Sharon Tilley could be described as Evva's right arm. Sharon has done it all from working in administration and the gift shop to helping with the wine trains—Sharon has been there too. She is now on the front lines, answering visitors' questions repeatedly, always with a smile on her face. Need help? Sharon is right there ready to be of assistance.

Down at the enginehouse, there is another person who I can count on: Al Gledhill. Al too has been on the roller coaster ride called the Nevada Northern. In the early days of my tenure here, all we had was Al and one helper to keep things running. No matter what broke, he'd somehow get it fixed. Something else broke, no problem, he'd fix that too. And there were times when he'd come in at o'dark-thirty, hostle the locomotive, operate the steam locomotive, put it away, and then work on through the night so that it could go out again the next day.

A little over two years ago, I hired two young men whom I believed had incredible potential: Jason Lamb and Chris Brophy. They were hired for the shop and also to operate locomotives. Over the course of the past two years it has been pleasure to see then live up to their potential.

Jason's duties at that time were to keep the locomotives running and also operating the locomotives, either as fireman or engineer as needed. Over the past two years, Jason has made remarkable contributions to the museum and has advanced in responsibilities. He is now both the Deputy Chief Mechanical Officer and our Road Foreman of Engineers.

Jason is the only member of the operating crew who is qualified for all positions. In addition to his operational duties, Jason is also responsible for the training of all staff and volunteers. He is also improving the training program here; in fact, during a recent Federal Railroad Administration inspection, our training program passed with flying colors mainly due to his efforts. And when he isn't operating or working on training, Jason turns wrenches to keep the wheels rolling.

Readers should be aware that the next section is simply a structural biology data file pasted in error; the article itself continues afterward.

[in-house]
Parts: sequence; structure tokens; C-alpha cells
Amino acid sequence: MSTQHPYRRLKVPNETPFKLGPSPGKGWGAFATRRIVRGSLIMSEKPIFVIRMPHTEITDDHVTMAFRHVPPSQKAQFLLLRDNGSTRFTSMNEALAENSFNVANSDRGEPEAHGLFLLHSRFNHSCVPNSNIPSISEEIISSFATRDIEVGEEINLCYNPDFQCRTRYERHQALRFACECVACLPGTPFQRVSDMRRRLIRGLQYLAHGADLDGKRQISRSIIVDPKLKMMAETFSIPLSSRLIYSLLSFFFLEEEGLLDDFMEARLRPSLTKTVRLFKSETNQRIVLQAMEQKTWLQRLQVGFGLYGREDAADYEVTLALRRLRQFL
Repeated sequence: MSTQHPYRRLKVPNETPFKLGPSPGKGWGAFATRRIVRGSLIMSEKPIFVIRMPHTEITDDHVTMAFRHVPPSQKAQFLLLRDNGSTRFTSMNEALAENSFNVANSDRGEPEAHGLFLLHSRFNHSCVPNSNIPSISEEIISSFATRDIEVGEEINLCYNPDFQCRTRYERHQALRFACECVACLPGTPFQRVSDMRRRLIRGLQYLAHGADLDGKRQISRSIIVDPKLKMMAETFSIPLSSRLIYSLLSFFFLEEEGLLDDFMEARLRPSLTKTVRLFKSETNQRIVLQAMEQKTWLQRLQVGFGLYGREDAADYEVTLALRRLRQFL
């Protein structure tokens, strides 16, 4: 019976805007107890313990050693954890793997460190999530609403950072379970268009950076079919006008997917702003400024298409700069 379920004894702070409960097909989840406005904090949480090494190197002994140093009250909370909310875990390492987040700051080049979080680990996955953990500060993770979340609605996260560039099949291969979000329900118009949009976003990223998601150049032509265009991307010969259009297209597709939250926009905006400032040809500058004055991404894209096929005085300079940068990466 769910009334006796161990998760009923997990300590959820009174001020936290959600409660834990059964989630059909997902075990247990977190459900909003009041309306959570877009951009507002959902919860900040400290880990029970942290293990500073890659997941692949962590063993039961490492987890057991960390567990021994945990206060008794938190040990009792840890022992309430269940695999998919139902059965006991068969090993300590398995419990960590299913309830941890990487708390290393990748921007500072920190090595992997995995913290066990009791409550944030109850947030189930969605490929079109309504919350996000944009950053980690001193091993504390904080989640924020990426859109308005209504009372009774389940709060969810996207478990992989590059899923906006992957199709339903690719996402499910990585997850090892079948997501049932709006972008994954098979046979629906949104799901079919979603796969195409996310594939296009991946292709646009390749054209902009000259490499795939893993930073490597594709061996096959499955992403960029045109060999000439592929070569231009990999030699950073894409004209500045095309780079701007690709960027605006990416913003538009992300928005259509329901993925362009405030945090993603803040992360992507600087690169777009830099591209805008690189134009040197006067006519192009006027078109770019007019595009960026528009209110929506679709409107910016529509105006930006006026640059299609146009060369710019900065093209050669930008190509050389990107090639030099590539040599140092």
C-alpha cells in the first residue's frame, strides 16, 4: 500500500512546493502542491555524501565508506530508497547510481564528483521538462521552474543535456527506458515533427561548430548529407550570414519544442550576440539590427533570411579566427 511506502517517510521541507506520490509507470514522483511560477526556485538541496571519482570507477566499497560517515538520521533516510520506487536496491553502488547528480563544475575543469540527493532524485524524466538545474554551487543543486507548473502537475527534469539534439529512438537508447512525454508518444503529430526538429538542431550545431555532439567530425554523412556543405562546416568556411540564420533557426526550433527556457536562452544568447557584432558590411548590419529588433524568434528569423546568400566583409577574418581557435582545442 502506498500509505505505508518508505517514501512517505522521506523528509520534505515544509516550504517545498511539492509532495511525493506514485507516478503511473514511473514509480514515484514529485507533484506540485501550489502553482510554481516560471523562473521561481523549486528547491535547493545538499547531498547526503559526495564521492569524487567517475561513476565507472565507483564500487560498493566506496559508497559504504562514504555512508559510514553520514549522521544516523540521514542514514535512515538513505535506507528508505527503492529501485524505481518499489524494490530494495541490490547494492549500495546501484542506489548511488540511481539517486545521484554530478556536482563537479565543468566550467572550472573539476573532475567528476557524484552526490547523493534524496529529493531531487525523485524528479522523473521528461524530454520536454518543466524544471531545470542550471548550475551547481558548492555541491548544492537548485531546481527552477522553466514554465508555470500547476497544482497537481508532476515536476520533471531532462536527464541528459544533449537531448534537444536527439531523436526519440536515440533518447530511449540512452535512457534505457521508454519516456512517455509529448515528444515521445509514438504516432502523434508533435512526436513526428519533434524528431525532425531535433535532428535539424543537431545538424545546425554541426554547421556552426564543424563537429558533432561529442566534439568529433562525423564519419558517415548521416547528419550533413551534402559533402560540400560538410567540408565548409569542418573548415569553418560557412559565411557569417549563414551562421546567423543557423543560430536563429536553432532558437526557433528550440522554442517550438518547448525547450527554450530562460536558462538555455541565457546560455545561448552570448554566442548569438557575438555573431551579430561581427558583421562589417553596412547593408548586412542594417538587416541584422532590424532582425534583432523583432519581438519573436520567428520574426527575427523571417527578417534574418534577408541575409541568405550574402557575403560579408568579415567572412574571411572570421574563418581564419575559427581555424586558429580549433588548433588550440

In just two years, Chris has moved up from being a shop helper to shop foreman. He is a hands-on type of guy. An example: since my first day here, the railroad was vexed with air brake problems. No longer-through his initiative and drive, our air brakes are now all in tip-top shape. This past winter Chris rebuilt the valve mechanism on locomotive 40 and it's a pretty safe bet that the last time the valve mechanism was lowered was over sixty years ago. He works hard to keep this ancient equipment running.

I also need to mention that both Jason and Chris are crackerjack operators as either engineers or firemen. Watching either one of them fire a steamer is like watching Michelangelo paint. They are both shovel-artists, they have the gift. And not only can they fire, but they can operate with the best of them; smooth couplings, smooth roll outs, and smooth stops—again the sure signs of artists.

Every job has a special challenge and for my wife, Joan Bassett, that special challenge is probably working as an employee of the railroad with me as her boss. Joan's title is Curator; she was my administrative assistant but proved herself even more valuable as the museum's first curator. She is working on cataloging all of the artifacts here at the museum. This is a tremendous undertaking and she'll make tremendous progress if she ever gets the time to complete the job, as her additional duties are slowing down her progress. In addition to being curator, Joan is also our membership coordinator, chief dispatcher, and also pitches in to help with the books.